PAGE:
There truly is no Earthly escape from the waste we have unleashed into the environment. Henderson Island in the South Pacific has been found to host hundreds of pieces of plastic per square meter of beach, with even more items buried in the sand.
World heritage site Henderson Island is among the most remote places on Earth. Although Polynesians once occupied the island, it has been uninhabited for at least 600 years. Moreover, the nearest inhabited island is Pitcairn, 193 kilometers (120 miles) away with a population of just 56. When it comes to major population centers Henderson is more than 5,000 kilometers (3,000 miles) from New Zealand, and South America is even further.
Dr Jennifer Lavers of the University of Tasmania chose to study human debris on Henderson as an indication of the way we are affecting even the most remote places on Earth.
Sampling segments of the 37-square-kilometer (14 square miles) island, the pair found an average of 239 items of human origin per square meter (22 per square foot) just at the beach's surface. Almost all (99.8 percent) was plastic, and there were more than twice as many bits of plastic, mostly smaller pieces, buried in the first 10 centimeters (4 inches) of sand.
In the Proceedings of the National Academy of Sciences, Lavers reports the quantity by area in one sample, 672 items per square meter (63 per square foot), is the highest recorded anywhere in the world. She estimates the island as a whole has 38 million pieces of plastic on it, weighing 18 tonnes (19 tons). Lavers told IFLScience most of the plastic was in fragments whose source could not be determined, but of the portions that could, consumer items such as plastic cutlery and shampoo bottles dominated. Another 8 percent came from fishing vessels.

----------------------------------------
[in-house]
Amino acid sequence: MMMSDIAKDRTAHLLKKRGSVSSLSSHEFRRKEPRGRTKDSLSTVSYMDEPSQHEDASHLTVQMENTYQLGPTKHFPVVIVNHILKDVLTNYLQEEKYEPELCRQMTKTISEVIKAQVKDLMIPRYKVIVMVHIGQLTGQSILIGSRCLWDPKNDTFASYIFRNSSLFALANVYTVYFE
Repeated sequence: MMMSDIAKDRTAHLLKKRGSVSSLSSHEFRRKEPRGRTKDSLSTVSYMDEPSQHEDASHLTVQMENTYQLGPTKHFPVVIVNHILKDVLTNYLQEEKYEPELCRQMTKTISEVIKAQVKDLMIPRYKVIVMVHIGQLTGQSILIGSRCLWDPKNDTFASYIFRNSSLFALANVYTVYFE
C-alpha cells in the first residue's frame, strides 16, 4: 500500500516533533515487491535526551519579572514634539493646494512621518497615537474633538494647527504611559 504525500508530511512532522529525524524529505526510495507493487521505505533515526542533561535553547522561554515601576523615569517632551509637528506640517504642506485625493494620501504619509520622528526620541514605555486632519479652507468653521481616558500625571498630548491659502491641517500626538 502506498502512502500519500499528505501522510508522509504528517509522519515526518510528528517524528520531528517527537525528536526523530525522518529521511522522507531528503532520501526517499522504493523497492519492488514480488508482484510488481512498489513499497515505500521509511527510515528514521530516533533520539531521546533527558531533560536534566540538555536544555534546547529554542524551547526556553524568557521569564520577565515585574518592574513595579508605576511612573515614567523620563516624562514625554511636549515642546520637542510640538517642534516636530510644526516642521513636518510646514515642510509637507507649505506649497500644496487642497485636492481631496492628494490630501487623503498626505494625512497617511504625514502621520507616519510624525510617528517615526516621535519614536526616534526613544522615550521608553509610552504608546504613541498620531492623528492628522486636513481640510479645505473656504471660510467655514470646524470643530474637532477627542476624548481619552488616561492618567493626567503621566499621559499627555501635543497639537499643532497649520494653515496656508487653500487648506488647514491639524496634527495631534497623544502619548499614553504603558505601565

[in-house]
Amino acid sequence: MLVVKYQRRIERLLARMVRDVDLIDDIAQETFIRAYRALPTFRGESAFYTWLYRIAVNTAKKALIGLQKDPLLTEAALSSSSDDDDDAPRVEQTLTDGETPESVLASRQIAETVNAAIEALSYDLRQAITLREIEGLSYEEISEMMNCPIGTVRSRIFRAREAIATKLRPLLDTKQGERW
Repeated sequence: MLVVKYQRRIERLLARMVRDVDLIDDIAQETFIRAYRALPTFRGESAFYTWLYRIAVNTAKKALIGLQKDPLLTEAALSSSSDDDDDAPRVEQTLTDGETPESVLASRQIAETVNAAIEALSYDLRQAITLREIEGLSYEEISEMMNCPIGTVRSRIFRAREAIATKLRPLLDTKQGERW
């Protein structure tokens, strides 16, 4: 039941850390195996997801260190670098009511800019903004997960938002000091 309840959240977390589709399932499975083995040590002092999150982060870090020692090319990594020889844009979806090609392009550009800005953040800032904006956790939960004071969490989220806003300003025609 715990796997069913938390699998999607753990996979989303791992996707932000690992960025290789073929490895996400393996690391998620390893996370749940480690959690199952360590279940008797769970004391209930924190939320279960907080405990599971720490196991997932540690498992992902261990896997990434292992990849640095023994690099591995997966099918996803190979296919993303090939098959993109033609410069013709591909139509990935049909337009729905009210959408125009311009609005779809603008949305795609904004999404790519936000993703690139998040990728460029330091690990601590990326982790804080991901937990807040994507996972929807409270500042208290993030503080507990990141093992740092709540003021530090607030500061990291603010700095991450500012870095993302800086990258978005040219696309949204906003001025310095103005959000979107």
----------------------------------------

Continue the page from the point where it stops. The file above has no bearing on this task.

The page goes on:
Unsurprisingly, the plastic is affecting local wildlife, for example, cutting sea turtle nesting attempts. The situation is so bad at Henderson because the South Pacific Gyre flows around it, dumping items that enter the ocean from western South America on the island's beaches. The long time it takes the currents to sweep plastics to Henderson gives plenty of opportunities for large bits to break down into smaller ones. Nevertheless, the people of Chile and Peru are not huge plastics users compared to more populous nations in the Northern Hemisphere, making the North Pacific Garbage Patch much worse than its southern equivalent.
Hopefully the news will make some people think about the importance of wise plastic disposal. Meanwhile the work adds urgency to efforts to clean up plastics, such as rapidly advancing crowd-funded projects to capture the products at sea for recycling, or to find ways to break materials down to bio-usable molecules.